You should never resist an officer’s attempt to bring you into custody, even if you do not believe the arrest is warranted. Resisting Arrest is illegal under SC Code Section 16-9-320 and Section 16-3-625.

South Carolina’s criminal court system deals out harsh penalties for resisting law enforcement. Besides the immediate penalties of possible fines and jail time, you’ll have a criminal record.

If you are facing a criminal charge for resisting arrest or resisting a law enforcement officer, a criminal defense attorney can help you fight this charge.

Your best chance is to talk to a lawyer as soon as possible. Until you do, educate yourself about South Carolina’s approach to resisting arrest violations.

The Charge: 3 Types of Resisting Arrest in SC

SC Code of Laws describes three types of opposing or resisting law enforcement officers and resisting arrest.

1. Resisting Arrest:

This charge describes a situation in which you resisted the officer’s orders, but you did not harm the officer in any way. This charge is classified as a misdemeanor.

2. Resisting Arrest with Violence

The second type of resisting a law enforcement officer describes a scenario in which you both resisted the officer’s demands and did harm to the officer. This charge is considering a Felony. See below for the penalties this charge carries.

3. Resisting Arrest with a Deadly Weapon)

This charge describes a situation in which you resist an arrest — yours or someone else’s — with a deadly weapon, such as a gun or a knife.

Similar to assault and battery charges, you don’t have to use or be in possession of a deadly weapon to receive this charge. Just claiming that you have a weapon is enough for law enforcement to add this charge to your indictment.

Key points from SC law on resisting arrest

Specific criteria apply in cases involving resistance to law enforcement. If these conditions do not apply in your case, then you and your lawyer may have an opportunity to fight the charges against you.

“Knowingly or willfully”

Your resistance to a police officer’s demands or an arrest must be intentional, not accidental. You need to have known and understood what the police officer was asking of you, and you must have made a conscious decision not to comply.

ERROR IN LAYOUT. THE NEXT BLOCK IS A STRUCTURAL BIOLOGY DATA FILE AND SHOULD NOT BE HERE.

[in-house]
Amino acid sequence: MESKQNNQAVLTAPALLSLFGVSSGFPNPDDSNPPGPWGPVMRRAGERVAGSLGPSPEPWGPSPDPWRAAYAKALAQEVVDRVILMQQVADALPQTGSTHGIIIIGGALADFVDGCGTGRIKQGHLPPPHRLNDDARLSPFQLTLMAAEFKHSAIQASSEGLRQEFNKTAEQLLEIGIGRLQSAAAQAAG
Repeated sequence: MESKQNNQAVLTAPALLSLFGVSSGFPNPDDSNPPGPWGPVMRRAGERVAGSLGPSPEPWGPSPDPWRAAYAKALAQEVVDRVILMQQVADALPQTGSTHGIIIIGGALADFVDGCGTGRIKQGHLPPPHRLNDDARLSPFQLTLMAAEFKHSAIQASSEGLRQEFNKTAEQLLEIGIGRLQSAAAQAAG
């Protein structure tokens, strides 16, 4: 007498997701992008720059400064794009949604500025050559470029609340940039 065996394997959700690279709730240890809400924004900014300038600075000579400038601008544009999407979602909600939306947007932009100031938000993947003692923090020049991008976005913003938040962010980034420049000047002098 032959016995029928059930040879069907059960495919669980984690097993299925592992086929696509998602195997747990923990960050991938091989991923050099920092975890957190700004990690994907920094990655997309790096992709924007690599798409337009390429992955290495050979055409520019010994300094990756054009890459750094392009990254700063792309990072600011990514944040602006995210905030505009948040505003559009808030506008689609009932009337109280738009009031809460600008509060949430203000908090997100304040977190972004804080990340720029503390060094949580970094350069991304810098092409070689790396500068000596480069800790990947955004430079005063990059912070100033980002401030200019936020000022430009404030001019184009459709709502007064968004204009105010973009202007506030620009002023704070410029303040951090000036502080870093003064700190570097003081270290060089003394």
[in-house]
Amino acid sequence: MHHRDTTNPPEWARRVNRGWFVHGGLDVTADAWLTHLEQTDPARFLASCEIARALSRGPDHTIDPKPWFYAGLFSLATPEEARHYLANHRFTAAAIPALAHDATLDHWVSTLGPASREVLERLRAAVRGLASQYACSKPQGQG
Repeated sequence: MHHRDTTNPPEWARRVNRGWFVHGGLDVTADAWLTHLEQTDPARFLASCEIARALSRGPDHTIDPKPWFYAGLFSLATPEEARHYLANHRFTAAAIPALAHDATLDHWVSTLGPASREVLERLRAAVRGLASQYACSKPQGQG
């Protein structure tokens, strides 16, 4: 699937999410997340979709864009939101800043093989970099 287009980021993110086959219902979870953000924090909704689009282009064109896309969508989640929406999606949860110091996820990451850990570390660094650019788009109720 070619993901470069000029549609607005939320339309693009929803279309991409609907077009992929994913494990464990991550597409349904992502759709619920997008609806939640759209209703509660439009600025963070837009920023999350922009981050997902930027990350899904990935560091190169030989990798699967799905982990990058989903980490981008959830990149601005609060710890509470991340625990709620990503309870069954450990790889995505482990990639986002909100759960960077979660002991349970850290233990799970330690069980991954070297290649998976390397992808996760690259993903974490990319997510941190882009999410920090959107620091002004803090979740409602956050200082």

“Law enforcement officer”

Another condition of the charge is that you knew that the person making demands or making the arrest was a law enforcement officer. In most cases, law enforcement officers have to make themselves known in some way, such as declaring their identity as a police officer.

However, the resisting law enforcement charge applies in some cases in which you reasonably should have known a police officer was attempting to make an arrest. The expectation is that if a “reasonable person” would recognize the individual as a cop, then you should too. Examples include if the individual was wearing a police uniform or displaying a badge.

“Wounding”

To be charged with the second type of opposing or resisting law enforcement, you must have harmed a police officer in some way. The law does not specify exactly how, so the solicitor has some leeway in accusing that you wounded a law enforcement official.

For example, suppose you threw a stack of papers at a police officer and he or she suffered a paper cut as a result. It’s unlikely that incident would escalate your charge to type two. However, if you hit a police officer over the head with a ream of paper and knocked him or her out, then you probably would receive the more serious criminal charge.

Penalties for Resisting Arrest

The consequences of a resisting arrest conviction start out harsh and become severe if you harm or threaten a law enforcement official. Your sentence may include a fine, jail time or both. See the charts below for a breakdown of the charges and their associated penalties.

1. Resisting Arrest

ClassificationJail TimeFineNotes
MisdemeanorUp to 1 year$500 to $1,000Sentence may be a fine, jail or both

2. Resisting Arrest with Violence

ClassificationJail TimeFineNotes
FelonyUp to 10 years$1,000 to $10,000Sentence may be a fine, jail or both

3. Resisting Arrest with a Deadly Weapon

ClassificationJail TimeNotes
FelonyBetween 2 to 10 yearsSpecial rules for first, second and subsequent offenses

See SC Code of Laws 16-3-625 for more details about the special rules.

Judicial discretion

The charts above are sentencing guidelines for the criminal charges of opposing law enforcement and resisting arrest. The judge overseeing your case has the freedom to decide the appropriate punishment for you within those guidelines, depending on the facts of your case.

Talk to a lawyer and resist the charges against you

If you’re facing charges for opposing law enforcement or resisting arrest, don’t let the State decide your future. Get an experienced defense attorney to fight on your side as you go through the criminal court system.

Our team at Kulp and Elliott has years of experience representing people like you in criminal cases. We’d love to talk to you about your situation. Schedule a no strings attached free consultation with one of our attorneys. Just call 843-853-3310 or send us an email.

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